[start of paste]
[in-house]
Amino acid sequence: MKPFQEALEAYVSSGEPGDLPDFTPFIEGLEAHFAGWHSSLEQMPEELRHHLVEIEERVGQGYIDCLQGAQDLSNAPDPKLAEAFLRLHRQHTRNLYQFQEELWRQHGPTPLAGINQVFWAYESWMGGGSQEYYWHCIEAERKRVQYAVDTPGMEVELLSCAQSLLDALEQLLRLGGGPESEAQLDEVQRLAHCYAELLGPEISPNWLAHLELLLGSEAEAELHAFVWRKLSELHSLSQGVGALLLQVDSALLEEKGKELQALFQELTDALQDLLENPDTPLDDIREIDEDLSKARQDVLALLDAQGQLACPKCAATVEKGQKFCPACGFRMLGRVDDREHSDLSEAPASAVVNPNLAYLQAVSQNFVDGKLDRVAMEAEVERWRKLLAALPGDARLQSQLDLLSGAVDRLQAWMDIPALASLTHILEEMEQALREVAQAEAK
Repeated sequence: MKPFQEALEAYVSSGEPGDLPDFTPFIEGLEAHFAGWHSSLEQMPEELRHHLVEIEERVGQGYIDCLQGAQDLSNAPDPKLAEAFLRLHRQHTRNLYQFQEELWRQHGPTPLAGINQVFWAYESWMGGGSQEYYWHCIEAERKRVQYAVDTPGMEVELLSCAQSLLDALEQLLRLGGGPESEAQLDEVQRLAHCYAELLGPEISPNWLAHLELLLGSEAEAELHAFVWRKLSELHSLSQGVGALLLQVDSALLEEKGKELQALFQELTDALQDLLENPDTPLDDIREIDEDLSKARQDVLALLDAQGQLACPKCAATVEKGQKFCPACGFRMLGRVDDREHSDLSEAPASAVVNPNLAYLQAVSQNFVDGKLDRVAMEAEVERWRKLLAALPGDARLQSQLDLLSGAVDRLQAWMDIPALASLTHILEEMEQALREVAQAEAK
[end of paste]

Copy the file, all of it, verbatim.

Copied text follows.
[in-house]
Amino acid sequence: MKPFQEALEAYVSSGEPGDLPDFTPFIEGLEAHFAGWHSSLEQMPEELRHHLVEIEERVGQGYIDCLQGAQDLSNAPDPKLAEAFLRLHRQHTRNLYQFQEELWRQHGPTPLAGINQVFWAYESWMGGGSQEYYWHCIEAERKRVQYAVDTPGMEVELLSCAQSLLDALEQLLRLGGGPESEAQLDEVQRLAHCYAELLGPEISPNWLAHLELLLGSEAEAELHAFVWRKLSELHSLSQGVGALLLQVDSALLEEKGKELQALFQELTDALQDLLENPDTPLDDIREIDEDLSKARQDVLALLDAQGQLACPKCAATVEKGQKFCPACGFRMLGRVDDREHSDLSEAPASAVVNPNLAYLQAVSQNFVDGKLDRVAMEAEVERWRKLLAALPGDARLQSQLDLLSGAVDRLQAWMDIPALASLTHILEEMEQALREVAQAEAK
Repeated sequence: MKPFQEALEAYVSSGEPGDLPDFTPFIEGLEAHFAGWHSSLEQMPEELRHHLVEIEERVGQGYIDCLQGAQDLSNAPDPKLAEAFLRLHRQHTRNLYQFQEELWRQHGPTPLAGINQVFWAYESWMGGGSQEYYWHCIEAERKRVQYAVDTPGMEVELLSCAQSLLDALEQLLRLGGGPESEAQLDEVQRLAHCYAELLGPEISPNWLAHLELLLGSEAEAELHAFVWRKLSELHSLSQGVGALLLQVDSALLEEKGKELQALFQELTDALQDLLENPDTPLDDIREIDEDLSKARQDVLALLDAQGQLACPKCAATVEKGQKFCPACGFRMLGRVDDREHSDLSEAPASAVVNPNLAYLQAVSQNFVDGKLDRVAMEAEVERWRKLLAALPGDARLQSQLDLLSGAVDRLQAWMDIPALASLTHILEEMEQALREVAQAEAK